Drug Cartels Targeting Kids and Teens with Rainbow Fentanyl

rainbow fentanyl pills
(Drug Enforcement Administration photo)

Large quantities of so-called “rainbow fentanyl” have been found in 21 states as Mexican drug cartels ramp up smuggling efforts, according to the U.S. Drug Enforcement Administration.

Across the country, law enforcement agencies have seized the illicit drug in multiple forms including pills, powders, and blocks that resemble sidewalk chalk, the DEA reported.

The DEA says that criminal drug operations in Mexico — the Sinaloa Cartel and Jalisco New Generation Cartel — are the primary source of illegal fentanyl coming into the United States.

Drug cartels are preying on young people.

Brightly colored fentanyl pills that look like Smarties candies are meant to be more appealing to children and teens so the cartels can cultivate a new market. Drug traffickers even give their products candy names like “Sweet Tarts.”

And just last week, investigators arrested a New Jersey woman after she allegedly transported around 15,000 multicolored fentanyl pills into New York City with many of them hidden inside LEGO boxes.

“This is another tactic that they’re using to get more fentanyl to more people,” said Milgram. “The more drugs they can sell, the more addiction they drive, the more profit they make.”

Maricopa County (Arizona) Attorney Rachel Mitchell concurs. “Cartels are really disguising the drugs. They look like candy, they’re rainbow colors. We know somebody could innocently take them and we know two out of five pills that are going across our border have lethal doses in them.”

Just one pill can kill you!

According to the DEA, the synthetic opioid fentanyl – whether brightly colored or white or added to cocaine and other substances or used alone – is by far the deadliest drug threat in America right now.

Fentanyl is a highly addictive drug that’s 50 times stronger than heroin and 100 times stronger than morphine. It is a major contributor to fatal drug overdoses in the United States, according to the Centers for Disease Control and Prevention.

And we know now, the DEA says, that 40% of the pills contain a potentially lethal dose of fentanyl. That’s like playing Russian Roulette with your life if you ingest even just one small pill.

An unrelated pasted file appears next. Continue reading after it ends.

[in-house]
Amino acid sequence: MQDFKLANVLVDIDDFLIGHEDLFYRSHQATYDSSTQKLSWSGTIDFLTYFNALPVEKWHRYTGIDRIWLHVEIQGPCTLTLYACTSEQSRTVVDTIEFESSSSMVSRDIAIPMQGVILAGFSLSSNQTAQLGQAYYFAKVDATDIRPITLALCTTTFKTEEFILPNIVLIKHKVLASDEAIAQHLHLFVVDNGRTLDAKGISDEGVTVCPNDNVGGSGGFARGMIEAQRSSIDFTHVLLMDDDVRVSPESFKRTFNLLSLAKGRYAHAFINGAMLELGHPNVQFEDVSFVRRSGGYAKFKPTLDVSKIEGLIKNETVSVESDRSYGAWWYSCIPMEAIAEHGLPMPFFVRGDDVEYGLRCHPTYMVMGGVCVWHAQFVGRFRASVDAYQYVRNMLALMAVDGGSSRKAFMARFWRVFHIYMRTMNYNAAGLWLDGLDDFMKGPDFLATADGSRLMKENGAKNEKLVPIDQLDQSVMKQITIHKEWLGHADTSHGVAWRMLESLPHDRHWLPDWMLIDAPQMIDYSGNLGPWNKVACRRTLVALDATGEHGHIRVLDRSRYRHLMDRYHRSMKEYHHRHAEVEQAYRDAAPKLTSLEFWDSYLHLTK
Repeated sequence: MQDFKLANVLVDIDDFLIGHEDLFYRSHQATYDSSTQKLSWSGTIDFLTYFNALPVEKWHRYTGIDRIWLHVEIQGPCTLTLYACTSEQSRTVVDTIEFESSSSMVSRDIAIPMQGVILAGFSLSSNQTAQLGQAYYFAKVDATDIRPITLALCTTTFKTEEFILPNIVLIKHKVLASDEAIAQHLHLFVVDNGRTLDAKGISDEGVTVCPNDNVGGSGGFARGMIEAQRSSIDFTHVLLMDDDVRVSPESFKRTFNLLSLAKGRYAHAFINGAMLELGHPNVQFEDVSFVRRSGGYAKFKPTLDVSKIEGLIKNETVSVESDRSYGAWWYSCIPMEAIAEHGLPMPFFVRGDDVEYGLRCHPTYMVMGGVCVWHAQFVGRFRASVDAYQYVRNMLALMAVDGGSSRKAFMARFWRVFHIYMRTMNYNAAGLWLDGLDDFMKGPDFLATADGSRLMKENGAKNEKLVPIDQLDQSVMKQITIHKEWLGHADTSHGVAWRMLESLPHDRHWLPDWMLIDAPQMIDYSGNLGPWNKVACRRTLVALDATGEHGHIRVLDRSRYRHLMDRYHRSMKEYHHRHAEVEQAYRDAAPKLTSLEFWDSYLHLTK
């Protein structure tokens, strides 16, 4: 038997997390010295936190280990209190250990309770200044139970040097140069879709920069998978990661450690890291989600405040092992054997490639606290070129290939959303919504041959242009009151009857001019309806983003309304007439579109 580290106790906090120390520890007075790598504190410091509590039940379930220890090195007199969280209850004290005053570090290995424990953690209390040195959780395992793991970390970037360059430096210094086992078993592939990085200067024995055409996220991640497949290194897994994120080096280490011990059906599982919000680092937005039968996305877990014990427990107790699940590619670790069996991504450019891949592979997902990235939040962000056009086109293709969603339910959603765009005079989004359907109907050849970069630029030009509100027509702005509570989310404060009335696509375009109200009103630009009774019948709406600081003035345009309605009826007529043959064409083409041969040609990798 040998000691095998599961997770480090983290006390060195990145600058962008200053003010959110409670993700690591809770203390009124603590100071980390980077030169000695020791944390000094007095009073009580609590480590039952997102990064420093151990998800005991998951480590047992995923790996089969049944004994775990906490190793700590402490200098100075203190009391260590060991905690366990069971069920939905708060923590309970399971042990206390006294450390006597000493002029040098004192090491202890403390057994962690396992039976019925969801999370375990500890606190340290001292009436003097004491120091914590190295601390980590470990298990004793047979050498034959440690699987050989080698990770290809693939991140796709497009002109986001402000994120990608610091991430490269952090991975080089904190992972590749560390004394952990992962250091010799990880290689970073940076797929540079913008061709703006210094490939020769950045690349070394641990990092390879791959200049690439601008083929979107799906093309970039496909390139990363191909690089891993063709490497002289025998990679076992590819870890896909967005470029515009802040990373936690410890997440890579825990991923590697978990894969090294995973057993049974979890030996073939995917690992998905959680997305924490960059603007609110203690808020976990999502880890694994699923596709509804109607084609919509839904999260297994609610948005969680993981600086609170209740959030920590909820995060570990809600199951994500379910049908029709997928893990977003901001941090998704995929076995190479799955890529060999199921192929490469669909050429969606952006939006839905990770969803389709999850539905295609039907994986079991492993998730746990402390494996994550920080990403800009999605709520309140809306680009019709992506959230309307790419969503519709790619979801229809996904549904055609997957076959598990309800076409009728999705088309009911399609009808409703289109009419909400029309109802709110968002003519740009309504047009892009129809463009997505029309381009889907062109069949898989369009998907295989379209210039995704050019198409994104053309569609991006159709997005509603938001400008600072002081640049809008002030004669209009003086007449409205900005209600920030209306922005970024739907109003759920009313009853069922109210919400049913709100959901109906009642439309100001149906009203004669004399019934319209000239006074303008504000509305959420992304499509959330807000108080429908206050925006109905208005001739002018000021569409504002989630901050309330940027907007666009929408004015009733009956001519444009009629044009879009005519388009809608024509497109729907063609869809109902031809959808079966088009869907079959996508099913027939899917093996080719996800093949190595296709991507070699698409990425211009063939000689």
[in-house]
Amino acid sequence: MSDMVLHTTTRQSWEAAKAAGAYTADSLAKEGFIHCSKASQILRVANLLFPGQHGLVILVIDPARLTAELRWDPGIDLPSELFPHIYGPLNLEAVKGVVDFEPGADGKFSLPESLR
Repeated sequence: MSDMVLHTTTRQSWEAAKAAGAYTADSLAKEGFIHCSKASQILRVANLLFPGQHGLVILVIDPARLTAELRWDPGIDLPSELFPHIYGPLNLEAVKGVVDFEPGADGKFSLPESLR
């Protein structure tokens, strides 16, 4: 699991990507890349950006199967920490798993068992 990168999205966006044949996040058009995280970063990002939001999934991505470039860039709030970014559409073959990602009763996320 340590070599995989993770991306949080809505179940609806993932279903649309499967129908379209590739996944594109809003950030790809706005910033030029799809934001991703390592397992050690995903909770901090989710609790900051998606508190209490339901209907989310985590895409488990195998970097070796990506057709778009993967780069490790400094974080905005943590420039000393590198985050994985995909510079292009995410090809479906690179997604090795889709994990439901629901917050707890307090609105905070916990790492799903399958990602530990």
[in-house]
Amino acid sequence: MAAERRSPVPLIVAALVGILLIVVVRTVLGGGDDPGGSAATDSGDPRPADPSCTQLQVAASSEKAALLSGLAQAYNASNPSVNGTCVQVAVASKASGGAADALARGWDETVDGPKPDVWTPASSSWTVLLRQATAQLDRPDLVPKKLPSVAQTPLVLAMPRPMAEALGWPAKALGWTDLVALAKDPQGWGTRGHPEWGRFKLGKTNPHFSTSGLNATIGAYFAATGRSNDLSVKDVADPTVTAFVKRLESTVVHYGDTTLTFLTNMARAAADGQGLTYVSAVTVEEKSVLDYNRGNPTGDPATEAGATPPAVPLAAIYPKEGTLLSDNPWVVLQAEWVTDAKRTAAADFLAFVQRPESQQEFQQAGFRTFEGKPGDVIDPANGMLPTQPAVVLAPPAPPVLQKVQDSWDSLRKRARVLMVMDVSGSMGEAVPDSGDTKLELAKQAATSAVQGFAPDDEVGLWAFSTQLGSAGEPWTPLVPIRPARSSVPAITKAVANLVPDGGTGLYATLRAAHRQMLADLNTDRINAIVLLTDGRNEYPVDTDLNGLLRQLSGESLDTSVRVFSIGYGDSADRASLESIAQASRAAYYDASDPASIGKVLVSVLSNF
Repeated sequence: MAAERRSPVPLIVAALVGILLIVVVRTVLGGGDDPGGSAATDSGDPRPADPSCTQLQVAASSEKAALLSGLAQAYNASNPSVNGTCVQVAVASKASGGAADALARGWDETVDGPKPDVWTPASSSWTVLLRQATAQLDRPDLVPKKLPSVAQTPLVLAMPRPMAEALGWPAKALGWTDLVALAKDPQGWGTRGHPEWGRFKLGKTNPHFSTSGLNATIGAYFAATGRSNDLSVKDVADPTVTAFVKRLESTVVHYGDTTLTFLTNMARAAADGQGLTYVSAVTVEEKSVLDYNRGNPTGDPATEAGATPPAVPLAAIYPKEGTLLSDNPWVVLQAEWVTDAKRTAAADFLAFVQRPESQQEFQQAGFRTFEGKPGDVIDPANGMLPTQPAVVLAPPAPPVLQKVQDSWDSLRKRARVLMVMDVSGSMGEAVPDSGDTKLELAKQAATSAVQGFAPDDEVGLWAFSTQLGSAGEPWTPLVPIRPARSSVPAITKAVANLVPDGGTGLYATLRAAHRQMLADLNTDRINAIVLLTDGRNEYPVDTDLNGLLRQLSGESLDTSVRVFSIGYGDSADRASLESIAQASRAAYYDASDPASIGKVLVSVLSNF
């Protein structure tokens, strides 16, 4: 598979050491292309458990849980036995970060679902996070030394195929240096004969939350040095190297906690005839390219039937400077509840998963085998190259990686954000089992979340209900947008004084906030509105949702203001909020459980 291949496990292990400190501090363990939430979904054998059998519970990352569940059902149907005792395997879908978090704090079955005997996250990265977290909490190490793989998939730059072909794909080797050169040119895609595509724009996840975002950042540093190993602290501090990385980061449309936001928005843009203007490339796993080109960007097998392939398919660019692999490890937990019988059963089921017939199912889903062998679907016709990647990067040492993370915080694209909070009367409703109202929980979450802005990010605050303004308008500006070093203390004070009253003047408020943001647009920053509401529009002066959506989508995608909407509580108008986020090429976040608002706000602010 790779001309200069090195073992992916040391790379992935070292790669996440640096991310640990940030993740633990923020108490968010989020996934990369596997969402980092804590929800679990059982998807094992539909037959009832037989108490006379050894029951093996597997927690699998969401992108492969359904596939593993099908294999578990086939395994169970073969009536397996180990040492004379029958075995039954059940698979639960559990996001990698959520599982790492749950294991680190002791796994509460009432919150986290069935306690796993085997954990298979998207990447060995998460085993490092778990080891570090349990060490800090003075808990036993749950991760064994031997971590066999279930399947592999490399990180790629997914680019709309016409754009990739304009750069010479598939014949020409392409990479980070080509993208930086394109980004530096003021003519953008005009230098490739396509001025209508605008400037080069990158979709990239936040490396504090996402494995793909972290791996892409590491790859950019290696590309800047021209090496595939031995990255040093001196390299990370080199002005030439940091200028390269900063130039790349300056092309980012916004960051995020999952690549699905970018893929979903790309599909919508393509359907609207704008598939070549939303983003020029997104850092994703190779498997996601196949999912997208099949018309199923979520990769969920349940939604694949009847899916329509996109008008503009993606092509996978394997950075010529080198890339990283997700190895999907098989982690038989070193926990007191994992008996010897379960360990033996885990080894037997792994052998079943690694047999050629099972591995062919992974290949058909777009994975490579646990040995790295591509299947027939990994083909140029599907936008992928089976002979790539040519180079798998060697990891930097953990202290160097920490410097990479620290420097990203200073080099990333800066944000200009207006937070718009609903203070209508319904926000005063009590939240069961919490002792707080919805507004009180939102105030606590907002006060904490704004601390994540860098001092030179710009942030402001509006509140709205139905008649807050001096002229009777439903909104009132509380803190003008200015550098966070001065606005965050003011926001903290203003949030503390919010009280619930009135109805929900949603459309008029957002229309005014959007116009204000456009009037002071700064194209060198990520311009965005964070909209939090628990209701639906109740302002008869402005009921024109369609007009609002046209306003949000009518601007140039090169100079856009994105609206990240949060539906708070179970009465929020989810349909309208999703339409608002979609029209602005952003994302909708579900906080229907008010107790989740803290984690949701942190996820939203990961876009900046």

“Every color, shape and size of fentanyl should be considered extremely dangerous,” warns the DEA.

Fentanyl pills are not only deadly, they are easy to mass produce.

DEA Administrator Anne Milgram said that the drugs are made with chemicals from China – and they’re manufactured in large quantities.

“We’re seeing not just a few pills, we’re seeing people come into our country with hundreds of thousands of pills,” Mitchell said.

In September 2022, Phoenix police found more than one million fentanyl pills in the single largest fentanyl bust in the department’s history.

Rainbow Fentanyl is coming to a city near you.

Rainbow fentanyl first began turning up in states along the U.S.-Mexico border, but the substance is now common across the country, according to Department of Justice and U.S. Customs and Border Protection news releases and news reports.

In Oregon, authorities recently found and seized 92,000 fentanyl pills from inside a vehicle.

In Connecticut, officials seized 15,000 pills disguised as candy.

Rainbow Fentanyl Nerds

The drugs were literally stashed inside Skittles and Nerds packaging!

Drug dealers are targeting kids on social media.

Derek Maltz, former DEA special operations director, explained to host Ainsley Earhardt on “Fox & Friends” that cartels are selling the drugs on social media platforms.

Sales are increasingly happening over TikTok, Instagram and Snapchat, Placer County (California) District Attorney Morgan Gire said in a news release.

The kids that are being targeted, Maltz noted, may not know any better. “We’re seeing an unprecedented amount of kids dying as young as 13 years old,” he said.

“This newly packaged poison is the cartel’s way of attracting new customers,” said DEA agent Frank A. Tarantino III. “This is calculated, it is deliberate. It is treacherous deception to make Rainbow Fentanyl look like candy.”

Rainbow Fentanyl is every parent’s worst nightmare.

Maltz urged all parents to educate themselves on the nationwide fentanyl crisis.

He also encouraged parents to seek out educational materials from the DEA and other non-profits to know how to warn their children as Halloween approaches.

Parents must have open and honest conversations with their children about how deadly fentanyl can be. Children need to be told not to converse with strangers on social media, and how to develop an “exit strategy” if they’re ever offered drugs.

“When we were in the room with the fentanyl families, the families that have lost loved ones, I was stunned when they said that they wished they’d talked to their kids in elementary school,” Milgram told NBC.

“Stay away from it because it’s poison. It really is dangerous,” he said. “It’s deadly fentanyl, and it’s flooding our streets like we’ve never seen.”

Maltz advised concerned parents to open any suspicious candy packaging and notify police if drugs are found.

Don’t Do Drugs!

The U.S. saw synthetic opioid deaths jump from 6,000 in 2015 to more than 63,000 in 2021, with fentanyl being the biggest contributing factor.

The CDC’s latest provisional data shows that 109,000 people in the U.S. died of a drug overdose in the 12-month period ending in March 2022. That’s a 44 percent increase compared to 76,000 drug overdose deaths for the same period ending in March 2020.

Dealers may also mix fentanyl into low-purity heroin, cocaine, and methamphetamine. Someone may unknowingly buy fentanyl and ingest a toxic amount. NO DRUG IS SAFE!

“This is not a drug issue, it’s a mass poisoning,” Maltz said.

“We’re losing a future generation — 300 a day.”

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